Exporters sit with bated breath as Rupee outshines peer currencies
Even as Indian exports rose were finally seeing some good months the sudden appreciation in the Rupee has made exporters a worried lot.
Exports rose for the sixth straight month in February registering a growth of 17.5% in the given month. Data published by Ministry of Commerce shows, in the month of February 2017, India's export has recorded a double-digit growth of 17.48% in dollar terms valued at $24.490 billion as compared to $20.845 billion during February,2016.
Gaurav Dua, Head of Research, Sharekhan said, "Appreciation of the rupee adversely impacts the export driven businesses like IT services, textiles & garments, gems & jewelry and pharmaceuticals. On the other hand, the importers tend to benefit from appreciation of the rupee against the dollar."
Analysts at Care Rating said, "Exports lose their shine as the competitive edge is lost. The rupee has already been one of the best performing currencies with the dollar holding on against the euro. In these conditions further appreciation will come in the way of growth in exports."
Since the elections results were announced last week, Rupee began to appreciate and touched its over an-year high of 65.40 per dollar earlier this week.
On Friday, the rupee was trading at 65.555 against US dollar up by 0.140 paise or 0.21%.
Not only this, foreign fund inflows have also boosted the rupee. Data compiled by NSDL stated that in the last three days, Foreign Portfolio Investors (FPI) have invested in a total of Rs 6,593.80 crore in equity and debt markets.
However, as many investors enjoy the current trend in rupee, India's export and export-related sectors are looking at uncertain times.
Dua said, "Some of the export driven sectors like IT services do follow a strict hedging policy that helps mitigate the adverse impact in the immediate term. Moreover, the impact is not very critical in case of high margin businesses like IT services and pharmaceuticals. However, the textile, garments and other manufacturing companies tend to get impacted more severely by rupee appreciation due to lower margin profile."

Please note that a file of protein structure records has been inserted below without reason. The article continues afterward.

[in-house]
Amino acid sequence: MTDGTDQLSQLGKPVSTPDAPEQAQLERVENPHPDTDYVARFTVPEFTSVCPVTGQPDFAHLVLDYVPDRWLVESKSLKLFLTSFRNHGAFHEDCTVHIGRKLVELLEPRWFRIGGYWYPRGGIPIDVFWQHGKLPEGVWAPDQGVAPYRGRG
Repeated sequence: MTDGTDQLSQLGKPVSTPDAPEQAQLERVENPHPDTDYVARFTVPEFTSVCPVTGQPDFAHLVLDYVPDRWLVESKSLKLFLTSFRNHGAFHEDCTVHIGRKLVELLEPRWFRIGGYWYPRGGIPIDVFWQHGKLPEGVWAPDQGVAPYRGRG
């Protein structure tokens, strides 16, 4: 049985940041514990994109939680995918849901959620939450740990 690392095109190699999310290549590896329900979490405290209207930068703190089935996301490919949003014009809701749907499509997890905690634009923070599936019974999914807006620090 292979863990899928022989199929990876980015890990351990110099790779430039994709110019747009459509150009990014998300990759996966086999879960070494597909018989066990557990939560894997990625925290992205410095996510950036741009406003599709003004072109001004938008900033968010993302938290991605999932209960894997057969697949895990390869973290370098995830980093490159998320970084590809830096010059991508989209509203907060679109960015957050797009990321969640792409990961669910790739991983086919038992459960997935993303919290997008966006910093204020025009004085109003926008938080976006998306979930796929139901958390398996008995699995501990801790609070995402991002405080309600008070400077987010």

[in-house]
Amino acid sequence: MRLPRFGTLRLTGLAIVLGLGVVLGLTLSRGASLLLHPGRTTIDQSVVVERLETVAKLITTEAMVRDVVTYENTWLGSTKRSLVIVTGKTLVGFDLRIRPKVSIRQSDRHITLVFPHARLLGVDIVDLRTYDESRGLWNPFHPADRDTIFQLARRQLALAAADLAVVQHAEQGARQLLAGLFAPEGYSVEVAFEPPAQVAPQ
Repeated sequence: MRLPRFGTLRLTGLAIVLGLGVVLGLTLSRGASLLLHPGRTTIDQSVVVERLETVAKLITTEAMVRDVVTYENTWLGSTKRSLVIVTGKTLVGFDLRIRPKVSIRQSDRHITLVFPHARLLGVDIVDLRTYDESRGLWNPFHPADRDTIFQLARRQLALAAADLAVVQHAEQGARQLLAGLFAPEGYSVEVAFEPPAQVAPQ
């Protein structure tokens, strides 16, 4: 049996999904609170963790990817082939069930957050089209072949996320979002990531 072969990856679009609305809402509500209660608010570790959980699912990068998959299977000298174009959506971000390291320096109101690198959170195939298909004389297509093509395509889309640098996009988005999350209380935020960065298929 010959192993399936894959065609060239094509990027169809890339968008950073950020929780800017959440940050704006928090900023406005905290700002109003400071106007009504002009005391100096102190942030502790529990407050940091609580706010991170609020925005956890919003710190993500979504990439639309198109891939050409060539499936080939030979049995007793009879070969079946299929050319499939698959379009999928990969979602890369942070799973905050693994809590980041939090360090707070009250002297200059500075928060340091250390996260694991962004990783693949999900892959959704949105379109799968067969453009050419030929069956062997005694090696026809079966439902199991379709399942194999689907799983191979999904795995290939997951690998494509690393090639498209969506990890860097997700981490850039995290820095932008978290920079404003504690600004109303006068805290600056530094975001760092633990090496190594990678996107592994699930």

Vinod Nair, Head Of Research at Geojit Financial Services said, "Risk will emerge if we continue to outperform other EMs in the long-term, whereas this is an intermediary phenomenon led by strong FIIs inflow post the overwhelming state election result which will stabilise in the near-term."
Rudra Sensarma, professor of economics, IIM Kozhikode said, "The rupee has been strengthening against the US dollar since December 2016 and the USD/INR rate has now fallen further after the UP election results. However the past few months have also witnessed an uptick in exports signalling that India’s exports are de-linked from short term exchange rate fluctuations."
Nair feels IT, Pharma, Textile and export oriented companies are likely to underperform in the near-term.
However, in the short-term, rupee appreciation is not at all a matter of concern.
Sensarma said, "Since most exporters use short term forward contracts to hedge their forex exposures, they would be unfazed by the strengthening rupee unless it significantly drops below the 65-68 range it has been maintaining for more than a year."
Indian exporters will look at the Reserve Bank of India (RBI) to intervene. Media reports suggest that during the past week, RBI did intervene in the forex markets in order to stabilise the rupee.
Care said," RBI will view these developments more from the forex angle rather than interest rate consideration as monetary policy will be determined by CPI inflation and hence be data driven."